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Posted on November 11, 2019 at 2:25 PM

Last month, I was honored to be
named one of the BBC 100
Women of 2019
, which is a list they compile each year of inspiring and
influential women. The list includes women from around the world of all ages
(from teenagers to nonagenarians) and various professions. People from around
the world will be familiar with the names of some of the women, such as
Alexandria of Ocasio-Cortez, Megan Rapinoe, and Greta Thunberg, while other
women will be new to the world stage.

This year’s theme was the female future and some of
the 100 Women were invited to London or Delhi to answer the question, “What
would the future look like if it were driven by women?” In my talk, I claimed
that a future driven by women would engender more male contraceptive options.
Currently, women are responsible for the vast majority of contraception and
have over a dozen contraceptive options, whereas men have only 2 options –
condoms and vasectomy – and under 10% of women worldwide rely on male methods.
The introduction of “the pill,” which was the first long-acting, reversible
contraceptive and the first hormonal contraceptive, was a significant milestone
in women’s rights since it allowed women to effectively control their
reproduction without their partners’ knowledge or involvement. It is important
for women to have a variety of contraceptive methods available so they can
control their fertility yet being the main ones responsible for contraception
also comes with a variety of disadvantages, including physical, emotional,
social, financial, and time-related burdens. Additionally, the lack of male contraceptive
options inhibits men’s reproductive autonomy.

The goal of my talk was to
enumerate the factors that have led to our current contraceptive arrangement so
that we can figure out how to move towards a future with more male
contraceptive options. I discussed three factors that have led to the disparity
in contraceptive options for women and men. First, we tend to overlook men’s
reproduction. When people think of reproduction they typically think of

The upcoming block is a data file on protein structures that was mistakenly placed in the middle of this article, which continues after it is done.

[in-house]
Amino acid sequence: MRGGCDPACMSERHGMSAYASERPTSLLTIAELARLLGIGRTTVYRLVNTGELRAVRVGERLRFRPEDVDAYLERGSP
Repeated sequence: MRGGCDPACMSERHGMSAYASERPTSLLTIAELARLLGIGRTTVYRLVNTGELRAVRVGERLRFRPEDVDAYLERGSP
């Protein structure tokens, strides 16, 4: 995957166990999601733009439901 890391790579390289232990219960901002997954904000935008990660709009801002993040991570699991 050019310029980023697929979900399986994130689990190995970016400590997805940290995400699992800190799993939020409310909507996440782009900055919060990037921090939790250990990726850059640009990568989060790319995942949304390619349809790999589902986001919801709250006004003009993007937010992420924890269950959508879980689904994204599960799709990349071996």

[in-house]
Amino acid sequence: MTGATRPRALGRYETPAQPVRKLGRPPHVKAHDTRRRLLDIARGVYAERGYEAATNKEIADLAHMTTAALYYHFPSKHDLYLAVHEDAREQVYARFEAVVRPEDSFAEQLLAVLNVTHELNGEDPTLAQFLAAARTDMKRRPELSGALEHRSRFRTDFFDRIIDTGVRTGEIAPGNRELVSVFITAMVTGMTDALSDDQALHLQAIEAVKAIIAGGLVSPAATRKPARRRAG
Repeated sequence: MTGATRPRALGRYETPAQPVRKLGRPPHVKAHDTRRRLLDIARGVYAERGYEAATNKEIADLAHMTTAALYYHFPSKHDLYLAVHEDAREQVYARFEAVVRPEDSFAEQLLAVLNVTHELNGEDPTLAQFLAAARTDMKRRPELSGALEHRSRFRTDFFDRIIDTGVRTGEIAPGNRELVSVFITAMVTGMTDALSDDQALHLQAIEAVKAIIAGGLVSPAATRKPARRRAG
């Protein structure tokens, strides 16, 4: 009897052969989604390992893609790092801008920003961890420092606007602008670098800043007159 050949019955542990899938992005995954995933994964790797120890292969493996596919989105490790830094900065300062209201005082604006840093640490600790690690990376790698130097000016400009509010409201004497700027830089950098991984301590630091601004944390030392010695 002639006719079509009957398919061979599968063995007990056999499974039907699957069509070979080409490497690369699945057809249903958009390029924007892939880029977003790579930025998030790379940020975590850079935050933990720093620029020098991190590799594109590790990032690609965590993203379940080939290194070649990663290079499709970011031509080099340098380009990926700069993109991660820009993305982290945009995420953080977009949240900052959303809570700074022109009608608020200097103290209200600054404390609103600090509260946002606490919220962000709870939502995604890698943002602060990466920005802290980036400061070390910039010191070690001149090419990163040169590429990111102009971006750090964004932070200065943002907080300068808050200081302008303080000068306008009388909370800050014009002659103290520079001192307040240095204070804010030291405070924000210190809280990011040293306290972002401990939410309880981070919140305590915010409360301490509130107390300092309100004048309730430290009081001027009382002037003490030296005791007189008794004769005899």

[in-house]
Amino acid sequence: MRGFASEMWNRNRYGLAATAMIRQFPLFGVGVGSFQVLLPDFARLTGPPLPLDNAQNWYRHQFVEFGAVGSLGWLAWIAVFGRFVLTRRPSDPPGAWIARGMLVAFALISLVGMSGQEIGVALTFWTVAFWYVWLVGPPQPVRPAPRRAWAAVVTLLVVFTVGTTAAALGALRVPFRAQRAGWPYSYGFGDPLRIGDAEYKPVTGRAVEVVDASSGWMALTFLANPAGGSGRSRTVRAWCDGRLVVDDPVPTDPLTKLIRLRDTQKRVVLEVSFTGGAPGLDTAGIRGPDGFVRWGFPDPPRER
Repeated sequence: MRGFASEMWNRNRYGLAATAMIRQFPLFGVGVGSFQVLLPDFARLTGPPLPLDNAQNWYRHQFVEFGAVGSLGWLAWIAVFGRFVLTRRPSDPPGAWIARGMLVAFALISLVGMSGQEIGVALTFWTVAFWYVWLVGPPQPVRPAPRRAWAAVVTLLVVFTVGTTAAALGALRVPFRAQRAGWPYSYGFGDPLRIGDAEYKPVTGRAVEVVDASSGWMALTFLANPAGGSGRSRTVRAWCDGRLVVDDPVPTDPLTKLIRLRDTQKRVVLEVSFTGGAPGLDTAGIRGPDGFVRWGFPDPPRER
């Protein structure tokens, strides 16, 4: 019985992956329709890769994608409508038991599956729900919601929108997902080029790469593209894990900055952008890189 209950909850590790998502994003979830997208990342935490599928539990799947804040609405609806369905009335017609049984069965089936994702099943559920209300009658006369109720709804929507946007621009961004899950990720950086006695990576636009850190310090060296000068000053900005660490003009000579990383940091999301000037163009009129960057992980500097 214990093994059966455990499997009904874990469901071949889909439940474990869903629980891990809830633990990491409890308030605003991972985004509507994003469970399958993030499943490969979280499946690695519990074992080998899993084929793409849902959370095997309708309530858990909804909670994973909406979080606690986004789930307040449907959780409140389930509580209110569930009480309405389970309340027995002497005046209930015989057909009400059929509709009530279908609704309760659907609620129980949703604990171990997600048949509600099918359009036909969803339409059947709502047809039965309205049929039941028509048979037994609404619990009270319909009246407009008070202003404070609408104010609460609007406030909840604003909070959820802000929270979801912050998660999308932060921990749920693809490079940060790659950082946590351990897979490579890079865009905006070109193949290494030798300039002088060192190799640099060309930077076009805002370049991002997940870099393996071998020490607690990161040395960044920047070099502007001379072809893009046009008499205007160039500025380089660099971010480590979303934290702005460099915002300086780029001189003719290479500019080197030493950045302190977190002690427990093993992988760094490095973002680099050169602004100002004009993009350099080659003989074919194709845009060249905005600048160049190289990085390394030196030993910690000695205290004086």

pregnant people and that generally means women. The conflation of women and
reproduction reinforces the alignment of contraceptive responsibility with
femininity. Second, there is not sufficient funding to bring male
contraceptives to market. Pharmaceutical companies aren’t interested in male
contraceptives because they assume that men aren’t interested in contraception and
that women won’t trust men.  Third, side
effects common in new male contraceptives, which are similar to the side
effects in female hormonal methods (e.g. weight gain, diminished libido, etc.),
are considered emasculating and therefore unacceptable.

In order to have a future with new
male contraceptives, we need to change gender norms. I discussed three areas
where we are moving towards more gender equality, but need to continue to head
down this path in order for new male contraceptives to become reality. First,
we need to continue to make more progress on unpaid household labor: although
women still do more household work like taking care of children, doing laundry,
and cooking dinner, men today are doing much more than they did even a few
decades ago. Taking the male pill is a natural extension of men’s increased
household and childcare involvement. Second, we have to change gendered
perceptions about contraception. Contraception is typically thought of as “women’s
work,” but we need to reframe it as something that men can and should
participate in too. Third, we also need to do a better job teaching about sex
in general and specifically regarding LGBTQ rights and consent. Shared
contraceptive responsibility fits in with a more comprehensive approach to sex
education that values inclusivity and benefits all types of couples, not just
those in the heteronormative paradigm. Shared contraceptive responsibility
reinforces consent by conceptualizing sex is a joint endeavor that both parties
need to contribute to and be responsible for.

I am hopeful for future with more
male contraceptive options because I think it will decrease unmet contraceptive
need worldwide, unburden women from bearing most of the responsibility for
contraception, increase men’s reproductive autonomy by giving them more options
and, overall, it will advance gender equality.

For more on this topic, see my
recent article in BBC Health News, “Are We Ready for Men to Take
the Pill
?”

 

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